[MLB-WIRELESS] Tool for checking LOS between nodes

Morgan Reed morgan.s.reed at gmail.com
Mon Jan 2 17:01:51 AEDT 2017

Hi All,

       I was a MW member some many (10+) years ago, but never actually got
around to doing anything about setting up a node (Partially lack of funds,
but mostly because there wasn't anything in LOS from that place.)

Many years on, the other day I was reminded by the DuxTel website that MW
exists. Figured I'd stick my head back in, though I'm not sure how much
activity there is in the community these days (the Website and Mailing List
archives seem to suggest it's a bit of a ghost town).

In anticipation of perhaps finally setting up a node I did some rummaging
around to try to determine what nodes were within LOS from my current
location, after an initial aborted attempt with Google Earth (seriously,
who the hell implements a pathing function which DOESN'T snap to markers,
oh and the elevation profile of a path ignores the elevation of the
coordinates provided...), I spent a bit of time cooking this up today;


It's pretty ugly and the code is horrible (I might fix it one day), but it
pretty much works.

The only nodes it loads automagically are the ones in the Geelong region
because that's where I live (if somebody wants to give me a full list of
the active nodes, ideally in this format
https://tools.darkglade.com/mwLos/nodes.json (or access to a database that
has the data in it) I'll happily stuff that in the back).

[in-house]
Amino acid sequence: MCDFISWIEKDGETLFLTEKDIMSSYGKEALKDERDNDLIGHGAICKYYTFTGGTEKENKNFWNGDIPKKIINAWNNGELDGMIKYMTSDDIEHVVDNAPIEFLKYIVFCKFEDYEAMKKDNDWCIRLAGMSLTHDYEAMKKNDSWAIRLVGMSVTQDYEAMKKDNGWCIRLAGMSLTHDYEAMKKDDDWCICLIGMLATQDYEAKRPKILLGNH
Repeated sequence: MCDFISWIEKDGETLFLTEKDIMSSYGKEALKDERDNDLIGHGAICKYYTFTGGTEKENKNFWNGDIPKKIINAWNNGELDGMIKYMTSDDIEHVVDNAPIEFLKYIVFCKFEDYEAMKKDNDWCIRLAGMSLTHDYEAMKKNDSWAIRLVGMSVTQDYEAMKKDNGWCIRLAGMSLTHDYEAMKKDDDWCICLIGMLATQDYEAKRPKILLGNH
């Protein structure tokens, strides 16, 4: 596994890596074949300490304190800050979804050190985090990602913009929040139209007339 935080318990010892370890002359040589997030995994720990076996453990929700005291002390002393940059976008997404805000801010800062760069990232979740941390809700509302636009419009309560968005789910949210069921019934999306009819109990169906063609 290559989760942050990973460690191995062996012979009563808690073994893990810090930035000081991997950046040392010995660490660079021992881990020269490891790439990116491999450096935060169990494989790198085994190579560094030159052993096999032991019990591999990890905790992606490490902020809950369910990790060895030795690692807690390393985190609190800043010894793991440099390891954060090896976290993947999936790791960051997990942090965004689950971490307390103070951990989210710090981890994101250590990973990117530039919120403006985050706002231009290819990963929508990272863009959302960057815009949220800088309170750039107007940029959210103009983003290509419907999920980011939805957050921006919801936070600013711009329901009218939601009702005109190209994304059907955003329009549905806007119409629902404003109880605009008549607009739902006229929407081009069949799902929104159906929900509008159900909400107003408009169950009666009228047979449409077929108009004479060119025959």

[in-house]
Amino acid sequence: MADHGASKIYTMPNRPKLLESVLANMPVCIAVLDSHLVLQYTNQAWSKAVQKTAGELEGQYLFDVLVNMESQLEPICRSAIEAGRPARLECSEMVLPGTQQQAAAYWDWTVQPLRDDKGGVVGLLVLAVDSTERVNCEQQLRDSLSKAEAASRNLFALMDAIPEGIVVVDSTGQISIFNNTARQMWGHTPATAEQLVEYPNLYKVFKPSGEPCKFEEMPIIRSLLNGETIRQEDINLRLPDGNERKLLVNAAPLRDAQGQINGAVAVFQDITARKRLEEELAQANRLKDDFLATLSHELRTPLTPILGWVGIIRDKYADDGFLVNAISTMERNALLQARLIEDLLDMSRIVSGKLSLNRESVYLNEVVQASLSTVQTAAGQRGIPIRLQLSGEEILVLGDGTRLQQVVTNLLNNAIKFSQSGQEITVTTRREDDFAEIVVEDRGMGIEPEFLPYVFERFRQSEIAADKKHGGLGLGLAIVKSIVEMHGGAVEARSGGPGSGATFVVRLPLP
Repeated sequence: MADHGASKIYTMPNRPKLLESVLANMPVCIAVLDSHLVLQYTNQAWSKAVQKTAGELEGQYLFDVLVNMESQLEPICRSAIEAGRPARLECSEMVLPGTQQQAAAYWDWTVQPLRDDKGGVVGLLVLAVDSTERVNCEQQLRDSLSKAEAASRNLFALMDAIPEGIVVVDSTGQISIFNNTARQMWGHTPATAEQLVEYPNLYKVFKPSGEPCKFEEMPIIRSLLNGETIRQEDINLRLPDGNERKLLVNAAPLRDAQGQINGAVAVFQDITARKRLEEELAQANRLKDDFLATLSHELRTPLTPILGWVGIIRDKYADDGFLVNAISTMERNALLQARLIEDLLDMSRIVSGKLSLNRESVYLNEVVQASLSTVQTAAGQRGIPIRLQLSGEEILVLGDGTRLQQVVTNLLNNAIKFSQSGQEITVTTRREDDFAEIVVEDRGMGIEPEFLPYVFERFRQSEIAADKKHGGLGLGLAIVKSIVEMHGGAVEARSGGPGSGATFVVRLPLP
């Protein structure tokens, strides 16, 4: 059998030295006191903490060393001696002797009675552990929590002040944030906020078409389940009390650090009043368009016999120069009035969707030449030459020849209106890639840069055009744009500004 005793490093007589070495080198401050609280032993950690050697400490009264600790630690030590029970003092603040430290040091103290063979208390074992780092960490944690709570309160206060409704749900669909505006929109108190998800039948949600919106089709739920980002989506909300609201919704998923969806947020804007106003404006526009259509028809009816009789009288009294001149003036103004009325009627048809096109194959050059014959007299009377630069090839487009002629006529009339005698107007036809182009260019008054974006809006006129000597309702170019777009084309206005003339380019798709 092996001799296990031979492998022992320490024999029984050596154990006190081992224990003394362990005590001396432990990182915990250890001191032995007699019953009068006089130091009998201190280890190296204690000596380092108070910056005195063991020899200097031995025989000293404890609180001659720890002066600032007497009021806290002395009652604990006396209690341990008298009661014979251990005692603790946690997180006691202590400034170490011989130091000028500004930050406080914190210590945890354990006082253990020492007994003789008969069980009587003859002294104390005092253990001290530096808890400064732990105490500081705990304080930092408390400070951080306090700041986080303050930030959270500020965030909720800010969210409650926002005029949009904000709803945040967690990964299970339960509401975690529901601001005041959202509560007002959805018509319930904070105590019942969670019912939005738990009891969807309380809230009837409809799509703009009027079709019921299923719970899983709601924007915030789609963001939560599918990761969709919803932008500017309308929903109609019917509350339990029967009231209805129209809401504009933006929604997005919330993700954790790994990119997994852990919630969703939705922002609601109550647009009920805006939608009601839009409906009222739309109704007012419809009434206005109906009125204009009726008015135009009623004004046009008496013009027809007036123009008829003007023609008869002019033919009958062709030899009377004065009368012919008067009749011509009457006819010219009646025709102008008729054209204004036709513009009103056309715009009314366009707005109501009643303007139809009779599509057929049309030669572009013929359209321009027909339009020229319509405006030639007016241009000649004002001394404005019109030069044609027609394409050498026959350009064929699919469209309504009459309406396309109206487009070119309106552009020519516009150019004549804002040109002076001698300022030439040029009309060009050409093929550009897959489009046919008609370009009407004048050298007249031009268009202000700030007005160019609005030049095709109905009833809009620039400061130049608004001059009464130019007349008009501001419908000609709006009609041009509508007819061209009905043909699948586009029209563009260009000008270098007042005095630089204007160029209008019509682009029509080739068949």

The chart down the bottom shows LOS (red), actual ground level elevation
(blue), the two green traces are the ground level elevation lifted 4m
(nominal height of a single storey building) and 7m (nominal height of a
double-storey building) so you can tell more or less if you actually have
LOS over surrounding buildings (at least if you're not surrounded by

I arbitrarily picked two nodes in Geelong city for the initial start/end
point, but if you plug your lat/long/alt (height of your antenna above
ground) into the "Start" fields and hit "Update" you can then click around
the other nodes to see the terrain profile between you and them. The "End"
fields will allow you to plot to arbitrary coordinates if you want to see
something that's not already on the map.

One warning though, it won't be terribly accurate over long distances, as
the Elevation API is limited to 512 points per request, as such long
distances may be problematic (should be pretty good to ~5km though), if I
can be bothered (and assuming there's a decent path splitting algorithm
available in the APIs) I might fix that by breaking the paths down into
smaller chunks and querying them separately.

Figured it might be useful for other people.

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